Movie Mom

Movie Mom


Doc McStuffins Teaches Kids About Being Healthy on Disney

posted by Nell Minow

Disney’s delightful animated series, “Doc McStuffins,” is about a little girl who is inspired by her doctor mother to open up a “clinic” for her stuffed animals and toys. That gives the show a chance to talk to kids about making healthy choices.  Kids can interact with the show and learn more with online activities and coloring sheets.

YouTube Preview Image

What makes this series especially welcome is the race of the lead character — she is African-American.  The New York Times noted:

Despite a surge in multicultural cartoons, like Nickelodeon’s “Ni Hao, Kai-Lan,” designed to introduce Mandarin vocabulary words to preschoolers, and 40 years after Bill Cosby’s “Fat Albert,” black cartoon characters in leading roles are still rare. It’s considered an on-screen risk to make your main character a member of a minority, even in this post-“Dora the Explorer” age. Networks want to attract the broadest possible audience, but the real peril is in the toy aisle. From a business perspective, Disney and its rivals ultimately make most of these shows in the hope that they spawn mass-appeal toy lines. White dolls are the proven formula.

Encouraged by the reaction to multicultural casting in its live-action shows (“A.N.T. Farm”), Disney figured it was a risk worth taking. The company also spotted a hole in the market. The last major preschool cartoon to have a black focus was Mr. Cosby’s “Little Bill,” which ended five years ago on Nickelodeon. Race may have factored into Disney’s thinking in other ways. “Doc McStuffins” is mostly designed to entertain, a minus for parents of preschoolers, who typically want educational components (like the way Dora teaches Spanish and problem solving). A positive message about racial diversity helps fix that problem, as do messages about health and hygiene.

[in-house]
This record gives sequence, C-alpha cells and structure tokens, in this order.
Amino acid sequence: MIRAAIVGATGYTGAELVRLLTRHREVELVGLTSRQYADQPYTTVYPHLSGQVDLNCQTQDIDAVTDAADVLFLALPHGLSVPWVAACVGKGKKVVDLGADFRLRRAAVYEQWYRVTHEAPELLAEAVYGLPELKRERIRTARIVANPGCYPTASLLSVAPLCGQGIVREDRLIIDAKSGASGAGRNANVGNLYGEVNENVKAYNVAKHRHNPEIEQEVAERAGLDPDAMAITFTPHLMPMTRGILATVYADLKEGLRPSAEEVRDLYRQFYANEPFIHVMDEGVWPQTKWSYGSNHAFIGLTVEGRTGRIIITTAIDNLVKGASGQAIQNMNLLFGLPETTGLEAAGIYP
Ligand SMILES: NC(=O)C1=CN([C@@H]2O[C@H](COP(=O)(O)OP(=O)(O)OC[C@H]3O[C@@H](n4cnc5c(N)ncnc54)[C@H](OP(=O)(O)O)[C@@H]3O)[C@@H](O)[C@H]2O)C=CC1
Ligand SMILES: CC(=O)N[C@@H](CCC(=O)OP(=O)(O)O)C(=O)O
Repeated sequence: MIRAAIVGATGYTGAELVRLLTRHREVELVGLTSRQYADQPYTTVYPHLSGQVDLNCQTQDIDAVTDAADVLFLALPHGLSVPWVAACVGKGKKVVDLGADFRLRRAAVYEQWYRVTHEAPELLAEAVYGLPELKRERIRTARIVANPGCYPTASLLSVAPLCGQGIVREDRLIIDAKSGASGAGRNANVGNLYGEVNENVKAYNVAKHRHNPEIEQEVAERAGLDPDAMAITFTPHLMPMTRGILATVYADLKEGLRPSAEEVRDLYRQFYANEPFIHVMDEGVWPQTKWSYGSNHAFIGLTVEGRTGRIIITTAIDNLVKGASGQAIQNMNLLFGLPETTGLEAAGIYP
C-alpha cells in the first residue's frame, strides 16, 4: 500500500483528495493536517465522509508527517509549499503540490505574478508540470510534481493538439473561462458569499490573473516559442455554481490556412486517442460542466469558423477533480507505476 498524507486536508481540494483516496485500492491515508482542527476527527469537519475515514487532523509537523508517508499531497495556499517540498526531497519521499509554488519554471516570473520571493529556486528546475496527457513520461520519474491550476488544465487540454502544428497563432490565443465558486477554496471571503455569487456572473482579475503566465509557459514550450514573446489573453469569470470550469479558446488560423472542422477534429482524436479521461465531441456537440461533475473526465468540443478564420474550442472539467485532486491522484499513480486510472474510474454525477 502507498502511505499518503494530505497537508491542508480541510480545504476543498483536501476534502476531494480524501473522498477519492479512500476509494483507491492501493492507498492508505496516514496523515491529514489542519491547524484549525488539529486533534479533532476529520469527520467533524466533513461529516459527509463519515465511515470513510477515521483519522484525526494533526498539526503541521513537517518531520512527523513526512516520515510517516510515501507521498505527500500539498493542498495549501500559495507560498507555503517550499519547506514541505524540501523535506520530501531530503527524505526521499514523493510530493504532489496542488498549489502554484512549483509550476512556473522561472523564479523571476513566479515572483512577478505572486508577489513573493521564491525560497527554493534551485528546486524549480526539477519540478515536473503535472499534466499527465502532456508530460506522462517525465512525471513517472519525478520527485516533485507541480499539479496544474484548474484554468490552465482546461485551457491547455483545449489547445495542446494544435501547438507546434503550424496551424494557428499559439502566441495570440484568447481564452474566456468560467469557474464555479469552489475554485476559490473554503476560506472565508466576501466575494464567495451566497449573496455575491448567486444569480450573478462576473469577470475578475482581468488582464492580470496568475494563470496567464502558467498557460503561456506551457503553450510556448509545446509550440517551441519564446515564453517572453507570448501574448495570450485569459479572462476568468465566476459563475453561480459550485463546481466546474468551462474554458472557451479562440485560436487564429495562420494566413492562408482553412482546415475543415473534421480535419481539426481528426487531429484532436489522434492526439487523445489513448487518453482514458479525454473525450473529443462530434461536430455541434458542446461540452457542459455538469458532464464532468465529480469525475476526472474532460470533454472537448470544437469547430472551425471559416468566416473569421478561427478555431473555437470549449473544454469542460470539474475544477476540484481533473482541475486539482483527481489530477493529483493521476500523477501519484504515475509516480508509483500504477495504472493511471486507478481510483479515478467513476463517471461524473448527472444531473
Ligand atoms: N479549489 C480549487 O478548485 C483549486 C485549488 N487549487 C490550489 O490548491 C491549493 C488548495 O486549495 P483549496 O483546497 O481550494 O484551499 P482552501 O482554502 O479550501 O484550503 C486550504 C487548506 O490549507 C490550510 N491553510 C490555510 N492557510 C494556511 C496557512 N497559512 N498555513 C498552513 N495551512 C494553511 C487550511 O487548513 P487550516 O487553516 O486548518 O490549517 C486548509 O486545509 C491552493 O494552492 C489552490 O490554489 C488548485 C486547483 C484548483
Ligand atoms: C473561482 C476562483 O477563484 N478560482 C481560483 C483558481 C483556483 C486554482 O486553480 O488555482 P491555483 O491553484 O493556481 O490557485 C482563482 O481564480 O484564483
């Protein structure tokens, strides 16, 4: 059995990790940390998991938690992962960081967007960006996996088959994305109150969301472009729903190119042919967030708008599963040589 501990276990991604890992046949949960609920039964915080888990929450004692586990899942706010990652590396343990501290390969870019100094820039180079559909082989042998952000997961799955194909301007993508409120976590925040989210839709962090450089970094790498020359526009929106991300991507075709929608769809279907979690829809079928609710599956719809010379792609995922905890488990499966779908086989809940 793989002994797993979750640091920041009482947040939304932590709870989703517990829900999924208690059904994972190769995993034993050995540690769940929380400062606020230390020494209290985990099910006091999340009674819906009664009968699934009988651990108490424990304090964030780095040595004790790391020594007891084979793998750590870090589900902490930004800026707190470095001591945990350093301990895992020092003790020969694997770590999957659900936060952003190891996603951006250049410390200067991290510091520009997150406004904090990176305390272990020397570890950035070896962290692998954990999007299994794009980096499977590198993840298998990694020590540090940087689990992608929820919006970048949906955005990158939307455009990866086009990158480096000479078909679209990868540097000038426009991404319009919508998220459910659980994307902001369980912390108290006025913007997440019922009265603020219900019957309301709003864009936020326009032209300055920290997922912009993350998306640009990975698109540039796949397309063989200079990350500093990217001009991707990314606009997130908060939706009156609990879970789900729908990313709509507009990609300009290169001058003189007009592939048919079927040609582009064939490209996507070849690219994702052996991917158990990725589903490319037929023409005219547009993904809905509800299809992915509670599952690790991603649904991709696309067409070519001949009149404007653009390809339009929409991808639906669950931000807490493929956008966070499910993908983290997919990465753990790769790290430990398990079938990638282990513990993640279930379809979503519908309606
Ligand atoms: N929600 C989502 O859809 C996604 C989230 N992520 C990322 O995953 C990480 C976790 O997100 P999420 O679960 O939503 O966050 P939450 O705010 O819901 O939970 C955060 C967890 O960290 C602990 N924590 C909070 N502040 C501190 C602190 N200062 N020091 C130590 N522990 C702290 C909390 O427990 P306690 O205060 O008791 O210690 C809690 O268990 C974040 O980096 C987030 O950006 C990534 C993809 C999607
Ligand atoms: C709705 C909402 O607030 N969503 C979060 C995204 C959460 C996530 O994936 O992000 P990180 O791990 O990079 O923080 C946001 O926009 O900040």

YouTube Preview Image

 

 



Previous Posts

Contest: Win Swag From One of the Year's Worst Movies!
Mortdecai is a simply terrible movie. Don't go see it. But its very terribleness just might be a reason to look super-cool in a Mortdecai t-shirt and socks! I have them and you can win them! [capt

posted 11:58:25am Jan. 25, 2015 | read full post »

Before They Were Stars: Television Commercials With Brad Pitt, Keanu Reeves, and More
Phil Hall has a delightful collection of "before they were stars" television ads featuring Brad Pitt, Keanu Reeves, James Dean, Morgan Freeman, Matt LeBlanc, Steve Carell, and more. Here's one I love that he left out, with pre-"Laverne and Shirley" Penny Marshall and pre-"Charlie's Angels" Farr

posted 8:00:34am Jan. 25, 2015 | read full post »

Alan Menken Plays His Hits
[iframe width="416" height="234" src="http://abc.go.com/embed/VDKA0_i2msn1gc" frameborder="0"] Alan Menken, currently composing the songs for "Galavant," here sings some of his greatest hits, including songs from "Beauty and the Beast," "Aladdin," "The Little Mermaid," "Enchanted," "Pocahontas,"

posted 8:00:02am Jan. 25, 2015 | read full post »

Strange Magic
Despite the big names behind it, including George Lucas, who came up with the story and produced, it feels like a straight-to-DVD, about the level of Disney's Tinkerbell series. It's bright,

posted 5:25:48pm Jan. 24, 2015 | read full post »

Bad Movies Inspire Great Critics: Mortdecai
Johnny Depp's "Mortdecai" is sure of a place of dishonor on the end of the year worst lists.  Business Insider and Huffington Post have some choice quotes from some of the movie's best bad reviews, and I've found some good ones, too, including: David Edelstein, New York Magazine Having combed

posted 3:35:40pm Jan. 24, 2015 | read full post »




Report as Inappropriate

You are reporting this content because it violates the Terms of Service.

All reported content is logged for investigation.